Coalition bickering serves none of us
IN THE zany world of rock bands they used to call it 'musical differences'.
In the equally strange but more prosaic world of parliamentary politics they often call it 'a difference of emphasis'.
To most of the rest of us these euphemisms refer to disputes, rows and splits, which can be damaging and lead to serious trouble. This Fine Gael-Labour Coalition is showing the signs of strain on a number of headings and the latest source of tension is a serious cause for alarm.
In summary the issue is this: the Government-European Central Bank deal offers an opportunity to give citizens an easing of austerity. Labour has come right out and said the Government should use the proceeds of the deal to do something on tax and welfare; Fine Gael is vastly more cautious.
In the Dail yesterday Public Expenditure Minister Brendan Howlin spoke of the need for "a social dividend" for Irish people who are "carrying an enormous burden". Mr Howlin was following on from statements made by Social Protection Minister Joan Burton on Wednesday when she argued that we are close to the limits of austerity and headed to a point where such policies are counterproductive.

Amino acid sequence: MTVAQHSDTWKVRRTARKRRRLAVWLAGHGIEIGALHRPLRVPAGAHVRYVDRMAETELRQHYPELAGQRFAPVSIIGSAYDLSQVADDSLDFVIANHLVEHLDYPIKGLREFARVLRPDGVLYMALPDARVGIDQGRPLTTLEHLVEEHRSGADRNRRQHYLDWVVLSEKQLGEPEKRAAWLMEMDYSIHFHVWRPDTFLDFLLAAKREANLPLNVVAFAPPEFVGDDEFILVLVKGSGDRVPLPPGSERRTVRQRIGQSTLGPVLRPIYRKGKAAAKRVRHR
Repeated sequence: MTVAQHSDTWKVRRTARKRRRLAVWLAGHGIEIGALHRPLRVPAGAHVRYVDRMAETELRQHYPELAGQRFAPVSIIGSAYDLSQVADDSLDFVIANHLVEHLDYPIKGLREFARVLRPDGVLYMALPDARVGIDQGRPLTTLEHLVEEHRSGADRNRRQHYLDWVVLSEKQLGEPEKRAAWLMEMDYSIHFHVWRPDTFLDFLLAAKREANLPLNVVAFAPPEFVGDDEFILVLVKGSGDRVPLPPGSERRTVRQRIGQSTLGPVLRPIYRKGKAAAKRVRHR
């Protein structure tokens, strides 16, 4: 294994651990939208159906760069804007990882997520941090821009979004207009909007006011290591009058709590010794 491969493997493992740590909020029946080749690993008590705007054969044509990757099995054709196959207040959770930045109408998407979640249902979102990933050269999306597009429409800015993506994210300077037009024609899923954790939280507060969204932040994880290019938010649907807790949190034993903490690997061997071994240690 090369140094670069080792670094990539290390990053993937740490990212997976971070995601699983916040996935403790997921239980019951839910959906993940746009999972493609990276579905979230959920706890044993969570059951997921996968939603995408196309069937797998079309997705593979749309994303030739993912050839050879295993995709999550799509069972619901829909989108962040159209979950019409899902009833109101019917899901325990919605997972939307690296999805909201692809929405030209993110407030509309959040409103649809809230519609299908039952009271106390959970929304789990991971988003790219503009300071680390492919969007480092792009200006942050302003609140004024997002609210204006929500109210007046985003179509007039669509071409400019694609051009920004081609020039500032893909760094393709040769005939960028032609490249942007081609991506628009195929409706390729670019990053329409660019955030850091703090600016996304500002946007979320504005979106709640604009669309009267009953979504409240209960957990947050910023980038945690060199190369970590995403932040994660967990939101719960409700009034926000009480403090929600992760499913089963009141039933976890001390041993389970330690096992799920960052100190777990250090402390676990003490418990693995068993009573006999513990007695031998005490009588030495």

Ms Burton was contradicted by her Dublin West colleague, Leo Varadkar of Fine Gael, who also sits at the same cabinet table. For Mr Varadkar, Ireland's welfare rates remain too high along with public service pay and the country is borrowing to fund both.
It clearly suits their parties to give themselves more definition and renew credibility with their disillusioned grass roots supporters. It may suit Labour more because its support is cut to its core.
There are valid points for both lines of argument. But, more importantly and immediately, these two ministers are playing a dangerous public game which could lead to calamity.
It is true that governments, like rock bands, come and go. But right now, more than any other time, Ireland needs a stable government.